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DEVELOPMENTS AND APPLICATIONS IN ENGINEERING COMPUTATIONAL TECHNOLOGY
Edited by: B.H.V. Topping, J.M. Adam, F.J. Pallarés, R. Bru and M.L. Romero
Computational Modelling of Flows through Rotating Systems
T.N. Croft, D. Carswell, M. Cross, D. McBride, S. Rolland, A.K. Slone and A.J. Williams
Centre for Civil and Computational Engineering, School of Engineering, Swansea University, United Kingdom
T.N. Croft, D. Carswell, M. Cross, D. McBride, S. Rolland, A.K. Slone, A.J. Williams, "Computational Modelling of Flows through Rotating Systems", in B.H.V. Topping, J.M. Adam, F.J. Pallarés, R. Bru and M.L. Romero, (Editors), "Developments and Applications in Engineering Computational Technology", Saxe-Coburg Publications, Stirlingshire, UK, Chapter 6, pp 131-148, 2010. doi:10.4203/csets.26.6
Keywords: computational fluid dynamics, parallel computing, scalability, rotating systems.
There is an increasing demand for the computational modelling of flows through systems which are rotating. The geometries involved here tend to be quite complex and so the computational challenge is significant in a number of respects.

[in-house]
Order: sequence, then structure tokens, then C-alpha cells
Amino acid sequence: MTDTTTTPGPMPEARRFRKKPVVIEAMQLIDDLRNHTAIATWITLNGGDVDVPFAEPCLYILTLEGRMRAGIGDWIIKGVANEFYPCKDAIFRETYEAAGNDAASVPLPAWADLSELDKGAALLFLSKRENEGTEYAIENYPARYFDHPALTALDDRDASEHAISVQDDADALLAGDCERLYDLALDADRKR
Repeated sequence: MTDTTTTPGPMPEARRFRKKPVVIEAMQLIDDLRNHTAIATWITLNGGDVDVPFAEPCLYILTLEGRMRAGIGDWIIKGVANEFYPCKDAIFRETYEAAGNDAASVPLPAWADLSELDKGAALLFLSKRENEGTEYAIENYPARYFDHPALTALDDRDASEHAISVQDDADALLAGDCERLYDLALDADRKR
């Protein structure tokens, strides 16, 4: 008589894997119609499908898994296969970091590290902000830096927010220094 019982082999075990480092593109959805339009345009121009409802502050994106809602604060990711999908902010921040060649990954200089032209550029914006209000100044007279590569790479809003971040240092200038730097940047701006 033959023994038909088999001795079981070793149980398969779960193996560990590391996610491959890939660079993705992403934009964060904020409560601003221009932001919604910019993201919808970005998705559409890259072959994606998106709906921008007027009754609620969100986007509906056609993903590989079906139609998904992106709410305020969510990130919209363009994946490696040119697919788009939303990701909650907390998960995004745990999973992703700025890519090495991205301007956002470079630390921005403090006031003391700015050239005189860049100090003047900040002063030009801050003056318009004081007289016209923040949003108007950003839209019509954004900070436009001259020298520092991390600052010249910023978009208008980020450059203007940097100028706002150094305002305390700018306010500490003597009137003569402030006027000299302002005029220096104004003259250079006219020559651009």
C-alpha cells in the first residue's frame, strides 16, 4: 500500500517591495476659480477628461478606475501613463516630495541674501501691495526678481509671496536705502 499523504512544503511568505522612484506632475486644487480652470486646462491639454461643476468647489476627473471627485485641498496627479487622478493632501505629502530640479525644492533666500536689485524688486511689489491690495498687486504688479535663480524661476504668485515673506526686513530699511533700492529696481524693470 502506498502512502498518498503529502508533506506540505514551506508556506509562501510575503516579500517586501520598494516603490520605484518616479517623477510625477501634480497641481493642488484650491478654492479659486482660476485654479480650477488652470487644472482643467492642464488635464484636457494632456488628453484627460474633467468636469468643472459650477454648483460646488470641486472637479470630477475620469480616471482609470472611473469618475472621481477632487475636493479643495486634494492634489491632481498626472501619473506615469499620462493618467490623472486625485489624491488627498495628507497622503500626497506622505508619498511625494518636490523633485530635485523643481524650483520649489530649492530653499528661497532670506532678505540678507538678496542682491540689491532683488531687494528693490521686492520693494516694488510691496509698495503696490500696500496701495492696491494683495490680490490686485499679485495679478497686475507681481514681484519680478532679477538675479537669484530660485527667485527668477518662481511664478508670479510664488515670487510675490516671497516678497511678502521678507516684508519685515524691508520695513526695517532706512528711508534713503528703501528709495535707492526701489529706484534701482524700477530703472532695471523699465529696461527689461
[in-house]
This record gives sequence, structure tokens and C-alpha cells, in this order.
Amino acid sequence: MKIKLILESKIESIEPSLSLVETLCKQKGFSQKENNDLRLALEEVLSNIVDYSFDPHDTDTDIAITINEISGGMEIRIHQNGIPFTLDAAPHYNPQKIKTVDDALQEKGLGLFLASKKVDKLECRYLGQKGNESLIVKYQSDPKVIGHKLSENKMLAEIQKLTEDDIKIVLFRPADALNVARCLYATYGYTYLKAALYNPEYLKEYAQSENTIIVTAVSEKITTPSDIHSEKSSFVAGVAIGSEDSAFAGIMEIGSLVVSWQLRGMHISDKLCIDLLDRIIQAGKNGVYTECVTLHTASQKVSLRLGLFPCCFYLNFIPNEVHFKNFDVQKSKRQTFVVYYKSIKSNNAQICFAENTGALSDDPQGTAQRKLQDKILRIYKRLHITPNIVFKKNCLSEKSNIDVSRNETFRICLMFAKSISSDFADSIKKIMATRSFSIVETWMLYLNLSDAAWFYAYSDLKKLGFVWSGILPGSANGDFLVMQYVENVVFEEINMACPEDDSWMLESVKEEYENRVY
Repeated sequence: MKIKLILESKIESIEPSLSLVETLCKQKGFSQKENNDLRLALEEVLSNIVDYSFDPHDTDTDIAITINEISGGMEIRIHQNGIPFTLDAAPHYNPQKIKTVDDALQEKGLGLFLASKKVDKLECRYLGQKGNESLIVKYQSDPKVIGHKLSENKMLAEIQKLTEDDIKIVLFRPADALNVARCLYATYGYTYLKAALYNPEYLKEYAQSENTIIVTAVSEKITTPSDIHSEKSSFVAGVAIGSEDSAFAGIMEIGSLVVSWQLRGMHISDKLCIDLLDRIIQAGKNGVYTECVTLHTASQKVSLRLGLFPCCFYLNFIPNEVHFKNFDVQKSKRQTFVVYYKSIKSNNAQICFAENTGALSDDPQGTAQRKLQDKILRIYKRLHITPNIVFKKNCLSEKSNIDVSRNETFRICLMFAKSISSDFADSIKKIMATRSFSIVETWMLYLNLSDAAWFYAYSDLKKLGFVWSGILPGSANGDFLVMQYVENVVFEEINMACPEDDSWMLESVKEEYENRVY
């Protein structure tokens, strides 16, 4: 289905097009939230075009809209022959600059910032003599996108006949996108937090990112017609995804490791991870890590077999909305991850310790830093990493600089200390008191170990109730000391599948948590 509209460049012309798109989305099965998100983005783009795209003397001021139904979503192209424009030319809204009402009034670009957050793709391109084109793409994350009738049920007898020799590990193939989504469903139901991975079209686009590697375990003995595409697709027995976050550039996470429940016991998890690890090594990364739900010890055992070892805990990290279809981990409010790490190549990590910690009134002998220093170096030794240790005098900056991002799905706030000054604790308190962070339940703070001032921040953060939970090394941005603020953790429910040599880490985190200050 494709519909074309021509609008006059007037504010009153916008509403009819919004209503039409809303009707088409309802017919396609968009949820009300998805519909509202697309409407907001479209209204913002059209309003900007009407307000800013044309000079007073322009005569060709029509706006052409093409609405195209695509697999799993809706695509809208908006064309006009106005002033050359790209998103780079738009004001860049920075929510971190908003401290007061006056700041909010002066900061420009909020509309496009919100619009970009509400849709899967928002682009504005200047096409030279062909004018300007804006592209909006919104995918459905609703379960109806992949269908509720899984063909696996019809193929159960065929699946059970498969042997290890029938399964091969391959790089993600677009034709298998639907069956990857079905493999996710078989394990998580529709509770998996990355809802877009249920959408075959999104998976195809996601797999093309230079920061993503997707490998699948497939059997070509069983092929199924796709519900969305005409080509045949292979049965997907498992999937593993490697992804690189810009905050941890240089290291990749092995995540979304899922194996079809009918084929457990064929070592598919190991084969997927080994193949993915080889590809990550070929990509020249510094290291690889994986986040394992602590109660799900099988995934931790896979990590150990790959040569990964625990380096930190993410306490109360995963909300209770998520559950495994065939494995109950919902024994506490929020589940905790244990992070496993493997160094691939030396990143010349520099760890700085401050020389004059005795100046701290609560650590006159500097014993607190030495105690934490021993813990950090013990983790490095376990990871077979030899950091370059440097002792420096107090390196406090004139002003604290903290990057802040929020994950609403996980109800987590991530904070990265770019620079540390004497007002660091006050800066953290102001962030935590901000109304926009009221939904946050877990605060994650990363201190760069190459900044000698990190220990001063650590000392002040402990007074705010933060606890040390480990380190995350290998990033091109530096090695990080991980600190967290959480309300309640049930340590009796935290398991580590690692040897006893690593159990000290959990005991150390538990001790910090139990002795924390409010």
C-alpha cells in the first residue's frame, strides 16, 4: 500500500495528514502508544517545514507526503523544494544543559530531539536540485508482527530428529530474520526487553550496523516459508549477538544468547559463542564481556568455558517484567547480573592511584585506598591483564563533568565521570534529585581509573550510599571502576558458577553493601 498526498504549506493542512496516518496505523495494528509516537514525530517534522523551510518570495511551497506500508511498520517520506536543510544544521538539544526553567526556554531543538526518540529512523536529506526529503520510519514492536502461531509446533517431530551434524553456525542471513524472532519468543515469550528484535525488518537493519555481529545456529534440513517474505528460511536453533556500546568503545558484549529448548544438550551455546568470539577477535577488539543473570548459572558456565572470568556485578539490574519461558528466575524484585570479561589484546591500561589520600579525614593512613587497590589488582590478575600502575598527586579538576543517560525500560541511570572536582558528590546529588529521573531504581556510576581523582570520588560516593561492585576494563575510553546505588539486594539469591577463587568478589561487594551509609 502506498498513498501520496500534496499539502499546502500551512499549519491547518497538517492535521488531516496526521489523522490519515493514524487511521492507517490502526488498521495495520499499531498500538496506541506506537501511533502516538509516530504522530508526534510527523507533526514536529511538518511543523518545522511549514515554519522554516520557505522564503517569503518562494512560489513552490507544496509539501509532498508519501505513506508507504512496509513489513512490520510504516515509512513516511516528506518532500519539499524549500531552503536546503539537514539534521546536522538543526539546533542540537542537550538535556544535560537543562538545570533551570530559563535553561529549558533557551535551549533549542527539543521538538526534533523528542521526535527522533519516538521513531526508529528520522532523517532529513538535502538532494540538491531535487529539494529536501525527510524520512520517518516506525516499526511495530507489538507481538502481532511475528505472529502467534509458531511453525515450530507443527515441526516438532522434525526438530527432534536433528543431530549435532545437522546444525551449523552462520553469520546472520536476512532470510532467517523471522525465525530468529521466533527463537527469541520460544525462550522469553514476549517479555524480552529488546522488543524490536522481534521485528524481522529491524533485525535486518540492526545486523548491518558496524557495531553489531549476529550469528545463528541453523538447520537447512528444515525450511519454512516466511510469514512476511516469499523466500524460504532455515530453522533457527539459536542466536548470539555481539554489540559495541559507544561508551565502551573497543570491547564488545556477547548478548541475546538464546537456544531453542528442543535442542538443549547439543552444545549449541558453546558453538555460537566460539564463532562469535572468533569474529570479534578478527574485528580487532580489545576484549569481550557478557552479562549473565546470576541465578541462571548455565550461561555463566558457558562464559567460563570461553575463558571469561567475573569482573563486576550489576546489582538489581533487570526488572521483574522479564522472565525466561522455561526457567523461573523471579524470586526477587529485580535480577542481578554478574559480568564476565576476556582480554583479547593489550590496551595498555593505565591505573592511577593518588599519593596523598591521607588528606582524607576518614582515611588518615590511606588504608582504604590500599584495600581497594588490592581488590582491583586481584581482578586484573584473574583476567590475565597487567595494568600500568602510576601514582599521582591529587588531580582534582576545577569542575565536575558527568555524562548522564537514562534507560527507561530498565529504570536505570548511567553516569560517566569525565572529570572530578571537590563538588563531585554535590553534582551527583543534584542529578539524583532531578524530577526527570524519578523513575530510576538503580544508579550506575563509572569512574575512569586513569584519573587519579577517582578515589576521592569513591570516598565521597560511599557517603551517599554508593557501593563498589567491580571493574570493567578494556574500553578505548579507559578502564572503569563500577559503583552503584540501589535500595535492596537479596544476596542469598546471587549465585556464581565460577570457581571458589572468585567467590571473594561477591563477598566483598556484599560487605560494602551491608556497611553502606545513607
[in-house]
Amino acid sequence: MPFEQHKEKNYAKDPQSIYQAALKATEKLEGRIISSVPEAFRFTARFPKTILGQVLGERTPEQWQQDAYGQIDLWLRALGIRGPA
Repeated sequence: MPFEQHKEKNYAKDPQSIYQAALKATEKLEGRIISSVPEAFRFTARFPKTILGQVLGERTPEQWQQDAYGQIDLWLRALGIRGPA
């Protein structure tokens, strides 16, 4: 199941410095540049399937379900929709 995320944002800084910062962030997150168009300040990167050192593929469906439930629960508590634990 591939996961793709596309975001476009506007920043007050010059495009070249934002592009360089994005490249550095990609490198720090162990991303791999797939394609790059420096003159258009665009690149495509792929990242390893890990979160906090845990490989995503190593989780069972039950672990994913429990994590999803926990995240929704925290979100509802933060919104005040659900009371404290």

There are really three approaches to capturing the impact of rotating machinery in complex flows:
This chapter summarises each of these approaches within a finite volume unstructured mesh code context and discuss where and how they might be used in a challenging range of applications on high performance parallel computing systems, involving examples from:
The sink-source method and the non-inertial frame approach are essentially adaptations of the standard Navier-Stokes flow equations – they are relatively straightforward to implement and work as well as solving the standard flow equations and are as scalable in parallel as well. The method which contains the rotating mesh requires additional data exchange due to one surface mesh sliding over another. The method described in this contribution appears to impact only marginally on the scalability of the standard CFD code.
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